Will the Integra’s charming manual transmission, well-sorted suspension, and quick steering be enough for it to win over two hot hatches, an outrageous SUV, a luxury EV, and a sport sedan? Check back on Jan. 4 when we reveal the winner, along with the champs from our sister sites, The Car Connection and Green Car Reports.

Review: 2022 Ford Explorer Timberline fires back at Jeep and Subaru

Review: 2022 Ford Explorer Timberline fires back at Jeep and Subaru

Ford’s had enough of adventure-seeking families in the market for a crossover SUV heading to Jeep and Subaru showrooms.

At least, that’s the impression the 2022 Ford Explorer Timberline gives. With more ground clearance, a smattering of off-road-oriented hardware, an upgraded suspension, and all-terrain tires, Ford’s created the most off-road capable Explorer yet. But while it should be enough to sway some from a Subaru Outback, it falls short of stealing Jeep’s lunch.

Capability on a diet

Like the Subaru Outback, the Explorer Timberline goes light on the off-road capability compared to the Jeep Grand Cherokee. Let’s just call it Capability Light, the 95-calorie capability.

2022 Ford Explorer Timberline

2022 Ford Explorer Timberline

Every Explorer Timberline has a 2.3-liter turbo-4 rated at 300 hp and 310 lb-ft of torque under its hood mated to a 10-speed automatic transmission. While that’s more power than any Subaru Outback and it’s adequate in the Explorer, the 4xe plug-in hybrid powertrain in the Grand Cherokee Trailhawk will leave this Ford in the dust.

In day-to-day driving the Explorer’s turbo-4 is the definition of fine, but it starts to run out of steam in highway passing maneuvers. I don’t question the Timberline’s maximum tow rating of 5,300 pounds, but I do suspect it will struggle to tow confidently at highway speeds. That’s a test for another time. Senior Editor Robert Duffer also noted lumpy first-to-second and second-to-third gear shifts, though I didn’t have the same experience.

2022 Ford Explorer Timberline

2022 Ford Explorer Timberline

Where the Timberline takes a right turn down a gravel road from other Explorers is its suspension and running bits. Ford swapped in a set of heavy-duty shocks (which were yanked from the Explorer Police Interceptor’s parts bin), upgraded the stabilizer bars, and installed off-road springs with more rebound up front to reduce jarring off-road movements. Company engineers also went with taller 265/65R18 Bridgestone Dueler All-Terrain tires, and added skid plates below the engine, transmission, and rear-end. They also recalibrated the steering to mesh with the suspension changes.

The result is the best-riding Explorer money can buy. On broken Midwest pavement the Timberline soaks up road imperfections and keeps them in the background. Body motions are well controlled, and with a slightly wider track than the Grand Cherokee Trailhawk, the Timberline feels a bit more stable going down the highway.

2022 Ford Explorer Timberline

2022 Ford Explorer Timberline

The approach angle improves over the standard Explorer from 20.1 to 23.5 degrees, while departure angle rises from 22.0 to 23.7 degrees. But with 8.7 inches of ground clearance (up 0.8 inch over a standard Explorer), the Timberline comes up short, literally, next to the Subaru Outback Wilderness with its 9.6 inches of ground clearance. And the Grand Cherokee Trailhawk will go much deeper into the wilderness with its disconnecting front sway bar and 10.9 inches of ground clearance when raised up on its air suspension. The Jeep also has a 2-speed transfer case to let the SUV crawl over rocks and through streams. The Explorer? It’s living a lie with a 4WD badge slapped on its tailgate despite the fact it lacks a 2-speed transfer case with low-range gearing for low-speed torque and control in the toughest off-road situations. It goes about its business with an all-wheel drive system that sends power to the wheels with traction. The Ford’s best feature is its Torsen limited-slip rear differential to help keep wheel spin in check during slippery situations.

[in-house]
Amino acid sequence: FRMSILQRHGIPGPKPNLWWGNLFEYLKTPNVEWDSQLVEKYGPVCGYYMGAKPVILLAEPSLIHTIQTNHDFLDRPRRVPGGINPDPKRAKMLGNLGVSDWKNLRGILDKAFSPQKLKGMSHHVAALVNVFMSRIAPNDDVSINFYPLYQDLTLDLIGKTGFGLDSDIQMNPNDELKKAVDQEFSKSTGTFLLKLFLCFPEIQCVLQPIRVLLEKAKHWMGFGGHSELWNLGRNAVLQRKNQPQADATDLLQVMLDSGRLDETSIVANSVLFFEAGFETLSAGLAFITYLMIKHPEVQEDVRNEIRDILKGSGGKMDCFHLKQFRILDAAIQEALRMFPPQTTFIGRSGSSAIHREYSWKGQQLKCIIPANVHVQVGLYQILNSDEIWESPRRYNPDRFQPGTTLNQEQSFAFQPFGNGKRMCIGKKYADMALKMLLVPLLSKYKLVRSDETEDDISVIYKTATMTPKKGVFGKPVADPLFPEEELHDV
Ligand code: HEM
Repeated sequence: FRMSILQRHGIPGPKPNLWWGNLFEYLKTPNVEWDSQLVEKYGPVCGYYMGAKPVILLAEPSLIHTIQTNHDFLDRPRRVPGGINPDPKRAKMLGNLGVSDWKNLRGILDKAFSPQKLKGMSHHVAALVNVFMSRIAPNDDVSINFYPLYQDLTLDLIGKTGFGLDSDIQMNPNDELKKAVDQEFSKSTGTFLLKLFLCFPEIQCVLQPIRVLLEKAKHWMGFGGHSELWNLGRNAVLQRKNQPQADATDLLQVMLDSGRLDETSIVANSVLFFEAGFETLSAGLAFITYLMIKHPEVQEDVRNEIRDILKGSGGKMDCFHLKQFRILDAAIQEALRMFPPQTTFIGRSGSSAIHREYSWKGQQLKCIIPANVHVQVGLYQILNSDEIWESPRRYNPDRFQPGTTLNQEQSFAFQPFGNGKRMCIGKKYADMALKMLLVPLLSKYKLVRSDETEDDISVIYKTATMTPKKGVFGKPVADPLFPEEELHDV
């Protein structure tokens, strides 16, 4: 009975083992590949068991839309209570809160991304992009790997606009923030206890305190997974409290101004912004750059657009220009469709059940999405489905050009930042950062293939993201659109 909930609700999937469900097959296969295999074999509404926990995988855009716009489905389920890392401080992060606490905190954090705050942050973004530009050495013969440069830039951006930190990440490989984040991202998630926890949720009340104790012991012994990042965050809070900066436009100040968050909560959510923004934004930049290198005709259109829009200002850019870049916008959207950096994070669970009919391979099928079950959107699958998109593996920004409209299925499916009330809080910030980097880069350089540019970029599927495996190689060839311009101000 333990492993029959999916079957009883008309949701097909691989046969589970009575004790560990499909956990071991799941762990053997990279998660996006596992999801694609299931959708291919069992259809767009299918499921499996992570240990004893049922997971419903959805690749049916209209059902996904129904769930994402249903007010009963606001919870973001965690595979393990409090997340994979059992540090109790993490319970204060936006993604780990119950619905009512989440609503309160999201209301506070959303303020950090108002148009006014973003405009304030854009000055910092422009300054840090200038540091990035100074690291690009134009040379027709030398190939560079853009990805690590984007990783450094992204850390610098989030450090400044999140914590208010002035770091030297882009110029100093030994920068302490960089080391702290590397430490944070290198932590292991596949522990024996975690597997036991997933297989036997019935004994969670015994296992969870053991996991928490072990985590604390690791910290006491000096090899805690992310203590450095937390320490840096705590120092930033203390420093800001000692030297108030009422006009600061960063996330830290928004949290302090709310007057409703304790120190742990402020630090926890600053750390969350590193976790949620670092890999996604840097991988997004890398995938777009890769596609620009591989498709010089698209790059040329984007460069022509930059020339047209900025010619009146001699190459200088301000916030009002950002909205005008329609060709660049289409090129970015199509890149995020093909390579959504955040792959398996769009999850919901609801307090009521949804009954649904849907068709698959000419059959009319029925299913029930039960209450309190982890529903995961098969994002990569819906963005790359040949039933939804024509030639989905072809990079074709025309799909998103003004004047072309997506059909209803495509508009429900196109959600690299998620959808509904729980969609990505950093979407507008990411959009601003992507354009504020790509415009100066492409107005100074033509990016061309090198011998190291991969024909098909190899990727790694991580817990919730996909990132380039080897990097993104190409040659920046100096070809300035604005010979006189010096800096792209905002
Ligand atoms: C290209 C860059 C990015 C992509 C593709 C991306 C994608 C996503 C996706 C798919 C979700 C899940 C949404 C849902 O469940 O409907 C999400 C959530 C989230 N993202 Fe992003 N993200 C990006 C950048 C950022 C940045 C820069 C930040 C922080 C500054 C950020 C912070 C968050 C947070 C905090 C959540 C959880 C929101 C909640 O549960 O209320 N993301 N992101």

2022 Ford Explorer Timberline

2022 Ford Explorer Timberline

2022 Ford Explorer Timberline

2022 Ford Explorer Timberline

But, like the Jeep, the Explorer’s ace in the hole, which the Outback lacks, is a terrain management system. The system has Normal, Trail, Deep Snow/Sand, Slippery, Sport, Tow/Haul, and Eco driving modes. While my off-roading excursion in the Explorer Timberline consisted only of a gravel farm road, I’ve had extensive experience with Ford’s Terrain Management System as it’s featured in everything from Raptors and Broncos to the Expedition. It’s one of the best systems in the business and truly tailors the powertrain and traction/stability control for the conditions at hand, though it’s telling that it lacks Rock Crawl and Mud/Ruts modes on the Explorer Timberline.

The bottom line is the Explorer Timberline will provide the off-roading capability most buyers need better than other versions of Ford’s mid-size three-row SUV. However, it will hit the end of the trail when confronted by the technical, low-speed stuff that the Jeep Grand Cherokee Trailhawk can handle.

2022 Ford Explorer Timberline

2022 Ford Explorer Timberline

Playing undercover undercover cop

With blacked out headlights and taillights, chunky all-terrain tires, 18-inch black-painted aluminum wheels, and grille-mounted LED fog lights, the Explorer Timberline looks like an undercover cop car. The orange Timberline badges and tow hooks reveal it’s a Timberline, but they take more than a quick glance to spot.